How to cope with winter illness

How to cope with winter illness

 

School has started and fall has arrived, which means the start of  the cold and flu season- that time of the year when we see widespread respiratory illness. By this, I means illnesses which cause some combination of

Sneezing, coughing, stuffy nose, sore throat, fever, body aches and headache.

We call these by various names but they have much in common, including symptoms and treatment. Let’s talk about what you can do to cope when they hit your family.

diagram of the nose and sinuses
Winter illnesses commonly affect the nose, throat, sinuses, ears and lungs.

Don’t panic.

Most otherwise healthy people recover from common respiratory illnesses. You may be miserable for several days, and need several weeks to feel back to normal, but you won’t suffer any permanent harm.

Fever ,especially in children, alarms parents. Don’t ignore it but don’t panic either. Reading this post should help you keep calm about fever .

 

Some  people are at risk of developing  severe symptoms and serious complications, so seek medical help sooner, rather than later. These include

 

Infants, especially under one month old

Elderly,  now a relative term, advanced age, especially combined with chronic disease

Those with chronic lung disease, like asthma, COPD, emphysema, cystic fibrosis

People on drugs that suppress the immune system

Other chronic diseases – diabetes, liver disease, kidney disease, heart disease, cancer 

If you are not sure if you fit into one of these categories, ask your doctor.

 

Check here for tips on

the difference between a cold (acute rhino-sinusitis) and flu (influenza)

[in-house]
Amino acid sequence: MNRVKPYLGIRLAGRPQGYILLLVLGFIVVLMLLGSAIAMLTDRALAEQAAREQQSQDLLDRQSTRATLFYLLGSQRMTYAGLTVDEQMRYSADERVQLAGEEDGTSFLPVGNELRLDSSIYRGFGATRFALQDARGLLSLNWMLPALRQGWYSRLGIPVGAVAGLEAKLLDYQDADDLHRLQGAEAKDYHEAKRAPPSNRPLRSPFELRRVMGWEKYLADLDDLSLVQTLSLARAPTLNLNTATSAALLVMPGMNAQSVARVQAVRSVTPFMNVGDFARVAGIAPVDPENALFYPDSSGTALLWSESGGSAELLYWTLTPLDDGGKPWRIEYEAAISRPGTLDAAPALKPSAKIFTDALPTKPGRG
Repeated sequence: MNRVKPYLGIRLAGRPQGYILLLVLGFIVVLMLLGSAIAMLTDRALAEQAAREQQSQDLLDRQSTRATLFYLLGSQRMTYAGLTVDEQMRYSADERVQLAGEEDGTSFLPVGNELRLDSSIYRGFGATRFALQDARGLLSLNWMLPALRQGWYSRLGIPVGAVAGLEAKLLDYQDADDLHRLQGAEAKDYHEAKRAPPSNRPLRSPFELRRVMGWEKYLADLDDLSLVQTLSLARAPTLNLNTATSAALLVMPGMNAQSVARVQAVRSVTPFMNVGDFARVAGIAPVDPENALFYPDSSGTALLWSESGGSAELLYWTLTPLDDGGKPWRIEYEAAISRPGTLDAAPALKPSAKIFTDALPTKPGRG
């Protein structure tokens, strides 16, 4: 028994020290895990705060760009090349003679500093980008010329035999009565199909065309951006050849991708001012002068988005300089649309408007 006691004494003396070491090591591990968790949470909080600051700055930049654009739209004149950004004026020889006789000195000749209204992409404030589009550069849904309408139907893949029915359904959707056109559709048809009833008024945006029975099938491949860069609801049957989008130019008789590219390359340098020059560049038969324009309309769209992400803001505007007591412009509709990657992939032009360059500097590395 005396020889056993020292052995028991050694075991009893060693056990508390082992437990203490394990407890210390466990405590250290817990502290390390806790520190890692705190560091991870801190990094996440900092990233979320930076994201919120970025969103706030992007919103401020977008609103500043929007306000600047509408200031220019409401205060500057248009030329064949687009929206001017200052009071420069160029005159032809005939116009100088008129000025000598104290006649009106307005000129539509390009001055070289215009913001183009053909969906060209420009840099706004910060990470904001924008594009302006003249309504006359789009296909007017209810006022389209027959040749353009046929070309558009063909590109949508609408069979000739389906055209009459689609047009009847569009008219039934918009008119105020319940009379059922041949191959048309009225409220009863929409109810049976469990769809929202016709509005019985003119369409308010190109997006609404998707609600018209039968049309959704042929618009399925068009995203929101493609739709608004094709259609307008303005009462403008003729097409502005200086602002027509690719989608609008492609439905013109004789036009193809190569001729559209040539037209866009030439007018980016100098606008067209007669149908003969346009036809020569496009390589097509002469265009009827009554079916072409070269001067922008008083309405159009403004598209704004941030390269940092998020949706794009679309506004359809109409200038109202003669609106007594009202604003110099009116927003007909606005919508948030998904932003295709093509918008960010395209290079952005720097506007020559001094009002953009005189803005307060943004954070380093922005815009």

rhinoceros
“Rhino” obviously means NOSE. 

 

 

 

 

What you need to know about influenza. 

 

Stay home.

This is when you shouldn’t share- germs that is. These illnesses spread person to person, so minimize contact.

Keep your kids home from school and stay home from work, at least the first few days, when you are  the most contagious. When  there is widespread illness in your community, avoid crowds and public gatherings.

Resting, getting extra sleep, drinking fluids and staying warm and dry  make staying at home therapeutic.

 

Wash hands.

Speaking of person to person contact, the best way to avoid getting or giving germs is to wash your hands often, but especially after being with others ,using a restroom,  and before cooking or eating. Cleaning household surfaces helps too, as well as clothing and linens.

Hand hygiene saves lives.
a common sight now in public restrooms

Use medication wisely.

Some of these illnesses have a specific medication that clear it faster- strep throat, influenza, pneumonia. The others will “run their course” and meds are used to help relieve symptoms.

Many people assume that any illness with fever, sore throat and cough will improve with an antibiotic. The fact is, most will not. Antibiotics only treat infections caused by bacteria, and most of these are caused by viruses. To learn more read about

How to navigate the antibiotic highway 

 

These illnesses cause the greatest overuse of antibiotics, contribute to the cost of health care, and the development of antibiotic resistance. Please do not insist on an antibiotic if the doctor says you don’t need it; if offered an antibiotic, ask why.

 

Does nasal drainage and congestion need treatment with an antibiotic? Maybe not. Learn how to sort out sinusitis.

WebMD offers this advice on choosing non-prescription cold remedies

Be patient

 

The “24 hour virus” is for the most part a myth. Expect to be ill anywhere from 3 to 10 days; some symptoms, especially cough, can linger for weeks.

 

But if after 3-5 days you are getting progressively worse, instead of better, something more may be going on, so it’s wise to seek professional medical help.

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